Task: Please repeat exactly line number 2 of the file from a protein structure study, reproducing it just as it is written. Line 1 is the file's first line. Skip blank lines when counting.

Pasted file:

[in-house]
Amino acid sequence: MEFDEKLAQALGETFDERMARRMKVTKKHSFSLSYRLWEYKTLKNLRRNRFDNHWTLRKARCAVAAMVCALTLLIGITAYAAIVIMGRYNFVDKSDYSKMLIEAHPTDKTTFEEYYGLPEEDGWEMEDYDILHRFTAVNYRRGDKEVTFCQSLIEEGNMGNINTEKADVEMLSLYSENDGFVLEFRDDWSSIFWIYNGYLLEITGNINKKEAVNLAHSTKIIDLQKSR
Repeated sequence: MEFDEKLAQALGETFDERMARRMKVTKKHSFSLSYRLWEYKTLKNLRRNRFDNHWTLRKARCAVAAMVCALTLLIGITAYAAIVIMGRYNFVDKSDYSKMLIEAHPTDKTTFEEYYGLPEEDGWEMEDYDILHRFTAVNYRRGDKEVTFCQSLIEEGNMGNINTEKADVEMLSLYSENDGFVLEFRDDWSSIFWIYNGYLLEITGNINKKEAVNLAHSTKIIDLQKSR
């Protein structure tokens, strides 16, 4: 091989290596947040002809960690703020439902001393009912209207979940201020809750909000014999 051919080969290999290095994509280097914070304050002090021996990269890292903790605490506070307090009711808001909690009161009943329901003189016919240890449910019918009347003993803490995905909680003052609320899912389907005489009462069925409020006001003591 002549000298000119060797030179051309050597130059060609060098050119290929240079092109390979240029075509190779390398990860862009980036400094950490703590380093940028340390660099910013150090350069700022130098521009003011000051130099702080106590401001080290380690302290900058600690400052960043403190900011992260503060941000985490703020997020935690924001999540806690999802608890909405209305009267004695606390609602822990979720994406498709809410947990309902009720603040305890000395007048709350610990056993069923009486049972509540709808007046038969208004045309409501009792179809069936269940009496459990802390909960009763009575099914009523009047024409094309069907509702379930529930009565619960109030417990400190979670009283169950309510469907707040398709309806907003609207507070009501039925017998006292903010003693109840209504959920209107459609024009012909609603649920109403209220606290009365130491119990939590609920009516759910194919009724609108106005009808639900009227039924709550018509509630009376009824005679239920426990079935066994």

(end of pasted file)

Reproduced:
Amino acid sequence: MEFDEKLAQALGETFDERMARRMKVTKKHSFSLSYRLWEYKTLKNLRRNRFDNHWTLRKARCAVAAMVCALTLLIGITAYAAIVIMGRYNFVDKSDYSKMLIEAHPTDKTTFEEYYGLPEEDGWEMEDYDILHRFTAVNYRRGDKEVTFCQSLIEEGNMGNINTEKADVEMLSLYSENDGFVLEFRDDWSSIFWIYNGYLLEITGNINKKEAVNLAHSTKIIDLQKSR